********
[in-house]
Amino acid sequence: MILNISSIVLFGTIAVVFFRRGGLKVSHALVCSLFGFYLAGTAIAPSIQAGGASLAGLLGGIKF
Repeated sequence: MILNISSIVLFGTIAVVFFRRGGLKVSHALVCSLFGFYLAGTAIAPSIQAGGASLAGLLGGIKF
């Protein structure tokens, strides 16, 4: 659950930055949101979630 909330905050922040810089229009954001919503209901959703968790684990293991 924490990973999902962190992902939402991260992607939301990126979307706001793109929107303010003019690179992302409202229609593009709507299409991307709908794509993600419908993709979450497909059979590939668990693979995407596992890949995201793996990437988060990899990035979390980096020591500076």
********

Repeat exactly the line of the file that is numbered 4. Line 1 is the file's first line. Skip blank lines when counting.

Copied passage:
């Protein structure tokens, strides 16, 4: 659950930055949101979630 909330905050922040810089229009954001919503209901959703968790684990293991 924490990973999902962190992902939402991260992607939301990126979307706001793109929107303010003019690179992302409202229609593009709507299409991307709908794509993600419908993709979450497909059979590939668990693979995407596992890949995201793996990437988060990899990035979390980096020591500076």